THINKWISE – don’t stigmatise
Cricket world cup becomes a means of addressing gaps in HIV knowledge among youngsters
By Mervyn Fletcher
DHAKA, BANGLADESH, February 21, 2011 - It’s the final of a girls’ cricket tournament in Bangladesh.
Cricket demands high levels of fitness, co-ordination and self-discipline and this trophy has been fiercely contested by teams from across this highly-populated country.
Here, the buzz is not only about cricket; all those taking part, including spectators, have been learning about HIV and how to prevent new infections.
Information has been woven into match commentaries and HIV awareness slogans – ‘Be aware, save yourself’ - adorn pink t-shirts distributed to spectators.
Knowledge about HIV/AIDS had clearly been absorbed by the young cricket spectators we spoke to attending the final of girls’ cricket tournament.
Arzoo (19) said: “HIV is a virus. It enters the human body destroying the immune system. There are many ways of transmitting HIV, for example by blood transfusion, unsafe sex, and through infected lactating mothers.”
Spectator Runa(13) said: “I now know how AIDS isn’t transmitted. You are not infected with HIV by sharing a meal with an infected person, or bathing or socialising with them.”
And fellow spectator, Awlad (16), said: We shouldn’t share needles and we should use condoms during sex.”
The power of cricket
Cricket attracts hundreds of millions of avid followers worldwide, no more so than in south Asia where no opportunity is missed to indulge the passion.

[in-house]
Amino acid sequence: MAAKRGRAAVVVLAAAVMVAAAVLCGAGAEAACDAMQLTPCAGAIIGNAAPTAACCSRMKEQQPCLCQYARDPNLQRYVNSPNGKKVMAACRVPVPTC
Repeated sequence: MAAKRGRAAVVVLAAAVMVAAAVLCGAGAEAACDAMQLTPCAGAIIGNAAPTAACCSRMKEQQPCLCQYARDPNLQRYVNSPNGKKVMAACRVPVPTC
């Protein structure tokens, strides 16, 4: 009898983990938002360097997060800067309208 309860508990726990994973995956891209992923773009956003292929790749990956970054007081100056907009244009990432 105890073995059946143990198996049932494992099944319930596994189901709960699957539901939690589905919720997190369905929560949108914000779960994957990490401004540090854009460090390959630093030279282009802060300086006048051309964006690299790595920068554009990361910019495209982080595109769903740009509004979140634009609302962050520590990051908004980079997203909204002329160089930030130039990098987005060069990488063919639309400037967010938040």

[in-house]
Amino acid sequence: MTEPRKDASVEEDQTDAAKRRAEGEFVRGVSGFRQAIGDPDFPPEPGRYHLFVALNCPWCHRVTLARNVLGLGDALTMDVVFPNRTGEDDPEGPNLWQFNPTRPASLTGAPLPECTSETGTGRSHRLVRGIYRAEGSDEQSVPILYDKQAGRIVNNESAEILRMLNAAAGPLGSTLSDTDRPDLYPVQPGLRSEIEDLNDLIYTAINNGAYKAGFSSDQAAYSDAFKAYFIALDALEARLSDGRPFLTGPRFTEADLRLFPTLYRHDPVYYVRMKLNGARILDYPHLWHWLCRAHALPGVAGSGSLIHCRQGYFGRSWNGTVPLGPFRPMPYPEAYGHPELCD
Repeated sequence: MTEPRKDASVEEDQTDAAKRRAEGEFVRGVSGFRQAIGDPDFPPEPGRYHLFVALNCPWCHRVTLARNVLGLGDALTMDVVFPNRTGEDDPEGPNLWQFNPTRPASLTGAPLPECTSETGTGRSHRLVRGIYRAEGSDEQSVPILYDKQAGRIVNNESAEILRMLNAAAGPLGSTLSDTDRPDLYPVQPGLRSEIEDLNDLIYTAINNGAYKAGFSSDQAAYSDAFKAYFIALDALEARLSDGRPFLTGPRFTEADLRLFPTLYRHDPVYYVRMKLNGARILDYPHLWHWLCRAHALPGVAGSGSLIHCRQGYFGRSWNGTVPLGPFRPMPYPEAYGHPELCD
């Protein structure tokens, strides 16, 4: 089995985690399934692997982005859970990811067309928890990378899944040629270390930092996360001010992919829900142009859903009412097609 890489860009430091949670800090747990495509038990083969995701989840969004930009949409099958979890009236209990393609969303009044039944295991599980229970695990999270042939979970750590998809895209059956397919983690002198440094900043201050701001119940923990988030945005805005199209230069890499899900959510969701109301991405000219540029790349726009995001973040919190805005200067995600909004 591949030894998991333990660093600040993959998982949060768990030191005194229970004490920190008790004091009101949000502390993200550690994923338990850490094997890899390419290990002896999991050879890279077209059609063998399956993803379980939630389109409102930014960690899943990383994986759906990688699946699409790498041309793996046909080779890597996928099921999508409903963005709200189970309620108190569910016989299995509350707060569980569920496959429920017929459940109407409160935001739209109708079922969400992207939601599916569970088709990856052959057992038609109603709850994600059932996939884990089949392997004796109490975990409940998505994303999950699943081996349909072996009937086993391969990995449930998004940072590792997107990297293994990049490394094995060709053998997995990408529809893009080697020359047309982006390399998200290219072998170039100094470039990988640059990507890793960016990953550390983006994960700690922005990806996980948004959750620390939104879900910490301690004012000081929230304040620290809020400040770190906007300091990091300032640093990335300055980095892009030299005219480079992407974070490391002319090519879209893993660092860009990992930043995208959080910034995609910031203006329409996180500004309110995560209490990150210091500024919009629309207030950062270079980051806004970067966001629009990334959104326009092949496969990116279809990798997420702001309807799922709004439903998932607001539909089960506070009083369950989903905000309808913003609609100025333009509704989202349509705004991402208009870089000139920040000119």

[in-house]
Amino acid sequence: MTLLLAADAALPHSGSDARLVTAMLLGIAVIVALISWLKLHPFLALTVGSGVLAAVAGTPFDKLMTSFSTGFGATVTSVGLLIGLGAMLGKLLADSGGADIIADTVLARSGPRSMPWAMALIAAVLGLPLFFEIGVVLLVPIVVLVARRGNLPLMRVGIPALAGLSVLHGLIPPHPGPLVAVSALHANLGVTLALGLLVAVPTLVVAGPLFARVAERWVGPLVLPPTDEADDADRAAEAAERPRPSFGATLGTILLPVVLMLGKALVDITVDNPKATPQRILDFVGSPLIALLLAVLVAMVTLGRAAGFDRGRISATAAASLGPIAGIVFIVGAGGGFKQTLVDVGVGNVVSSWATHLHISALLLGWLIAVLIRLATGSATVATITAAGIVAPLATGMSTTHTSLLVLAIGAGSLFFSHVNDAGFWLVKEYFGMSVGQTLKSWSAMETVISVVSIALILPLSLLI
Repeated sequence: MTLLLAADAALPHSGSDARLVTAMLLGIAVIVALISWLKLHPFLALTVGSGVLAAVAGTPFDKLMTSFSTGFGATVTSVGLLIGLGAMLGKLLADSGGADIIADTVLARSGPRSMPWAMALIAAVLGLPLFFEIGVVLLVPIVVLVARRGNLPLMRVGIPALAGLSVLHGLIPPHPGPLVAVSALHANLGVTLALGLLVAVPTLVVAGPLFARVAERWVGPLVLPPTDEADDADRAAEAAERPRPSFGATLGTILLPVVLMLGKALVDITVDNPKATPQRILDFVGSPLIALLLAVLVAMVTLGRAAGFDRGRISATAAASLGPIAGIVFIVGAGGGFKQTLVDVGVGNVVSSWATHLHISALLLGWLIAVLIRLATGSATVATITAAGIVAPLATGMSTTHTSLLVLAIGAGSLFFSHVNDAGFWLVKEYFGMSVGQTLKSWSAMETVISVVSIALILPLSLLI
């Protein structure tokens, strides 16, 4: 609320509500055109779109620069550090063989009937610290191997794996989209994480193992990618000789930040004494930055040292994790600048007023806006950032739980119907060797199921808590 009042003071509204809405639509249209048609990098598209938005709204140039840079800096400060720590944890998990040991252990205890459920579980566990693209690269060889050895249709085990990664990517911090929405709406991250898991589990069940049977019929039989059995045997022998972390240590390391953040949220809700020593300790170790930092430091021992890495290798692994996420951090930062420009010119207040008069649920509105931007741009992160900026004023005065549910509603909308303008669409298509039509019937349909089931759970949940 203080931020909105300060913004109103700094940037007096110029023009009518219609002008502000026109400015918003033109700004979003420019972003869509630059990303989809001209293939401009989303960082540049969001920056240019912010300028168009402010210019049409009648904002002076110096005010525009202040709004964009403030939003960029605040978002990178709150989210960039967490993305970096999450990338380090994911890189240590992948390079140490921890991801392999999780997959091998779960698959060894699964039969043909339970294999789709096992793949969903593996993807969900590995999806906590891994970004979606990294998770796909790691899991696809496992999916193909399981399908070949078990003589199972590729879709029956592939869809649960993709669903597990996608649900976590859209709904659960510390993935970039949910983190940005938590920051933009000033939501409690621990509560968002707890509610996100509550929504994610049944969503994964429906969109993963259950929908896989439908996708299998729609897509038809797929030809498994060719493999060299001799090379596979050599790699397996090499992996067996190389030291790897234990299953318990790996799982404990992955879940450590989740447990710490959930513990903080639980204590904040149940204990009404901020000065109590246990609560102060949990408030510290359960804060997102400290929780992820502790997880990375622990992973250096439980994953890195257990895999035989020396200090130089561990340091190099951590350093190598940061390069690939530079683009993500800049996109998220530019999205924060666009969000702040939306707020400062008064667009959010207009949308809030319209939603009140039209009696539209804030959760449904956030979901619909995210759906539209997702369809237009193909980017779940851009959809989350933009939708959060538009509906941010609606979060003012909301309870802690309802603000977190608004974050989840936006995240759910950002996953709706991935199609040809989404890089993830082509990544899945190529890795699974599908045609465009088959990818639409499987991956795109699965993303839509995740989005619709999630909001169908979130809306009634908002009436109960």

A campaign, known as THINKWISE, is drawing upon the extraordinary power of the cricket to tackle AIDS issues.
THINKWISE is a partnership between the International Cricket Council, UNICEF, and UNAIDS during this year’s cricket World Cup, which runs from 19 February through to 2 April, with matches across India, Bangladesh and Sri Lanka.
Some of cricket’s biggest names are playing a leading role in THINKWISE, including international cricketing stars Virender Sehwag, of India, and Sri Lankan team captain Kumar Sangakkara.
Another THINKWISE supporter, Bangladesh cricket team captain Shakib Al Hasan said: “As cricketers we have social responsibilities. We want to leave behind a legacy of social awareness of HIV and AIDS.”
The THINKWISE campaign uses the red ribbon emblem to signify support and cricket teams will wear red ribbons on their shirts in key matches during the competition.
UNICEF country offices in Bangladesh, India and Sri Lanka have organised children’s cricketing activities around the 2011 Cricket World Cup in order to bring HIV/AIDS knowledge to a wider audience.
The hope is that a lasting legacy of the 2011 Cricket World Cup will be more young people are armed with knowledge that continues to reverse the global spread of HIV.